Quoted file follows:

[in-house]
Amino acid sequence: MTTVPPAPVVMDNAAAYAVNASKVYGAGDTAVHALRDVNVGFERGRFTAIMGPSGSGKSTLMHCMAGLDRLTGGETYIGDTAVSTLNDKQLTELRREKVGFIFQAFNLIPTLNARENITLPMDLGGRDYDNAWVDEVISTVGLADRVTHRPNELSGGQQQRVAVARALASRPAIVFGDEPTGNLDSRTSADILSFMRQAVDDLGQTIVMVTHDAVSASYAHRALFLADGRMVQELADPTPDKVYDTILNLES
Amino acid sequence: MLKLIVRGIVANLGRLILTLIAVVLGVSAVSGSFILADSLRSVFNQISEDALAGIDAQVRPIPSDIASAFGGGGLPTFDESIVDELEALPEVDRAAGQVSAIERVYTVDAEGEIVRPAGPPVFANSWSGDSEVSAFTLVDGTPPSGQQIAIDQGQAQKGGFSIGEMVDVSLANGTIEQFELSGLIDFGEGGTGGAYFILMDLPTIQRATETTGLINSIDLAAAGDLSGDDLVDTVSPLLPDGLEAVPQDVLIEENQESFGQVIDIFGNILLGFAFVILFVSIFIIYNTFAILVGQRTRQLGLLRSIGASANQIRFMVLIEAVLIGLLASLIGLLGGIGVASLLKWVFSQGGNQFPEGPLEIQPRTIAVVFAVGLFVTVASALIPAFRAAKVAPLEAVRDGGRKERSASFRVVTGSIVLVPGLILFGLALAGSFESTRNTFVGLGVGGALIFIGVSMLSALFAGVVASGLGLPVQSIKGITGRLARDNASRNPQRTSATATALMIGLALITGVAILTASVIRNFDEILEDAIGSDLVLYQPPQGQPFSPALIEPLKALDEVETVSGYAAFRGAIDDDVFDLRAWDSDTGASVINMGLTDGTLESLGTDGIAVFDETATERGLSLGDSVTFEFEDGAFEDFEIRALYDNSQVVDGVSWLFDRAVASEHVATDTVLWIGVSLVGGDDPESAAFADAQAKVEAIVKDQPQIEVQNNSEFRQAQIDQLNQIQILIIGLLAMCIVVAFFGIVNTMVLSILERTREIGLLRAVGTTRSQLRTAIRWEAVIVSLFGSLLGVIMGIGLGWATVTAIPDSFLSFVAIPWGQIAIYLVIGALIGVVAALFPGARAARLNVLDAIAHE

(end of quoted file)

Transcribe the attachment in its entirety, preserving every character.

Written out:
[in-house]
Amino acid sequence: MTTVPPAPVVMDNAAAYAVNASKVYGAGDTAVHALRDVNVGFERGRFTAIMGPSGSGKSTLMHCMAGLDRLTGGETYIGDTAVSTLNDKQLTELRREKVGFIFQAFNLIPTLNARENITLPMDLGGRDYDNAWVDEVISTVGLADRVTHRPNELSGGQQQRVAVARALASRPAIVFGDEPTGNLDSRTSADILSFMRQAVDDLGQTIVMVTHDAVSASYAHRALFLADGRMVQELADPTPDKVYDTILNLES
Amino acid sequence: MLKLIVRGIVANLGRLILTLIAVVLGVSAVSGSFILADSLRSVFNQISEDALAGIDAQVRPIPSDIASAFGGGGLPTFDESIVDELEALPEVDRAAGQVSAIERVYTVDAEGEIVRPAGPPVFANSWSGDSEVSAFTLVDGTPPSGQQIAIDQGQAQKGGFSIGEMVDVSLANGTIEQFELSGLIDFGEGGTGGAYFILMDLPTIQRATETTGLINSIDLAAAGDLSGDDLVDTVSPLLPDGLEAVPQDVLIEENQESFGQVIDIFGNILLGFAFVILFVSIFIIYNTFAILVGQRTRQLGLLRSIGASANQIRFMVLIEAVLIGLLASLIGLLGGIGVASLLKWVFSQGGNQFPEGPLEIQPRTIAVVFAVGLFVTVASALIPAFRAAKVAPLEAVRDGGRKERSASFRVVTGSIVLVPGLILFGLALAGSFESTRNTFVGLGVGGALIFIGVSMLSALFAGVVASGLGLPVQSIKGITGRLARDNASRNPQRTSATATALMIGLALITGVAILTASVIRNFDEILEDAIGSDLVLYQPPQGQPFSPALIEPLKALDEVETVSGYAAFRGAIDDDVFDLRAWDSDTGASVINMGLTDGTLESLGTDGIAVFDETATERGLSLGDSVTFEFEDGAFEDFEIRALYDNSQVVDGVSWLFDRAVASEHVATDTVLWIGVSLVGGDDPESAAFADAQAKVEAIVKDQPQIEVQNNSEFRQAQIDQLNQIQILIIGLLAMCIVVAFFGIVNTMVLSILERTREIGLLRAVGTTRSQLRTAIRWEAVIVSLFGSLLGVIMGIGLGWATVTAIPDSFLSFVAIPWGQIAIYLVIGALIGVVAALFPGARAARLNVLDAIAHE